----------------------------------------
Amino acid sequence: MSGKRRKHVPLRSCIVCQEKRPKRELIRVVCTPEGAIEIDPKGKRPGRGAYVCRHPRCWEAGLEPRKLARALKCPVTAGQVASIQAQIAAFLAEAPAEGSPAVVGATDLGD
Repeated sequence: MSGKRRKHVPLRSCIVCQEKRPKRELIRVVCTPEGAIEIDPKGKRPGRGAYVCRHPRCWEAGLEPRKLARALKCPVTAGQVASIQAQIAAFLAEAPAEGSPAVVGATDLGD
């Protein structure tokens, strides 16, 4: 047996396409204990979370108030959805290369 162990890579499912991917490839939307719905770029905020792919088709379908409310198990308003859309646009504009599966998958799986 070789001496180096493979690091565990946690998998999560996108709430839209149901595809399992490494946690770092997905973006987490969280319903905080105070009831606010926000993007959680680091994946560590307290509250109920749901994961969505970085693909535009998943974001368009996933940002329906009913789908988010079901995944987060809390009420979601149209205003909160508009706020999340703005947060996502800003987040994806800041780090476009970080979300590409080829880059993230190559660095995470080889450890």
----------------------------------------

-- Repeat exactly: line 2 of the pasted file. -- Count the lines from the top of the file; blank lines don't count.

Repeated sequence: MSGKRRKHVPLRSCIVCQEKRPKRELIRVVCTPEGAIEIDPKGKRPGRGAYVCRHPRCWEAGLEPRKLARALKCPVTAGQVASIQAQIAAFLAEAPAEGSPAVVGATDLGD